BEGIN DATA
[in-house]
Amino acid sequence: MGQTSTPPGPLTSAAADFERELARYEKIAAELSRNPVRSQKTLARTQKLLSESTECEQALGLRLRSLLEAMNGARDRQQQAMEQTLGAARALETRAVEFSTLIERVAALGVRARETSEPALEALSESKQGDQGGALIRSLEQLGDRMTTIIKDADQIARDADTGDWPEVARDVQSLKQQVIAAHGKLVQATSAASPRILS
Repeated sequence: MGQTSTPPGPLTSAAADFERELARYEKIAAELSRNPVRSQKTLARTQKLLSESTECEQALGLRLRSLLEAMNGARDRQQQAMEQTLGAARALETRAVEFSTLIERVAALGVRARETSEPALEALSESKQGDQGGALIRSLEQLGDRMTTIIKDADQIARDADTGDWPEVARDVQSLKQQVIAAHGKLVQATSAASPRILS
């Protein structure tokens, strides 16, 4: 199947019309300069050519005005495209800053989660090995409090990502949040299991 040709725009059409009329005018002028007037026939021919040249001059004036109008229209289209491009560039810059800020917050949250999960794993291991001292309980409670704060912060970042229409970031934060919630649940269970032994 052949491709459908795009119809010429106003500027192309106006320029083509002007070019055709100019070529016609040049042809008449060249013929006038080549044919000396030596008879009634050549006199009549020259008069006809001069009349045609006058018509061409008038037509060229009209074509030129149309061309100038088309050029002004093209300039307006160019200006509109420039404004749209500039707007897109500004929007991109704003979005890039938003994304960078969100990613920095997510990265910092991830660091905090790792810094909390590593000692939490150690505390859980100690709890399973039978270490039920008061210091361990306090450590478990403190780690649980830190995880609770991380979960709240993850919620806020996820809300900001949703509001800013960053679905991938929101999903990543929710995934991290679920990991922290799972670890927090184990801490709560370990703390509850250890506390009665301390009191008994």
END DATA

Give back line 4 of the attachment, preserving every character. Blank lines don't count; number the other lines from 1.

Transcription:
């Protein structure tokens, strides 16, 4: 199947019309300069050519005005495209800053989660090995409090990502949040299991 040709725009059409009329005018002028007037026939021919040249001059004036109008229209289209491009560039810059800020917050949250999960794993291991001292309980409670704060912060970042229409970031934060919630649940269970032994 052949491709459908795009119809010429106003500027192309106006320029083509002007070019055709100019070529016609040049042809008449060249013929006038080549044919000396030596008879009634050549006199009549020259008069006809001069009349045609006058018509061409008038037509060229009209074509030129149309061309100038088309050029002004093209300039307006160019200006509109420039404004749209500039707007897109500004929007991109704003979005890039938003994304960078969100990613920095997510990265910092991830660091905090790792810094909390590593000692939490150690505390859980100690709890399973039978270490039920008061210091361990306090450590478990403190780690649980830190995880609770991380979960709240993850919620806020996820809300900001949703509001800013960053679905991938929101999903990543929710995934991290679920990991922290799972670890927090184990801490709560370990703390509850250890506390009665301390009191008994």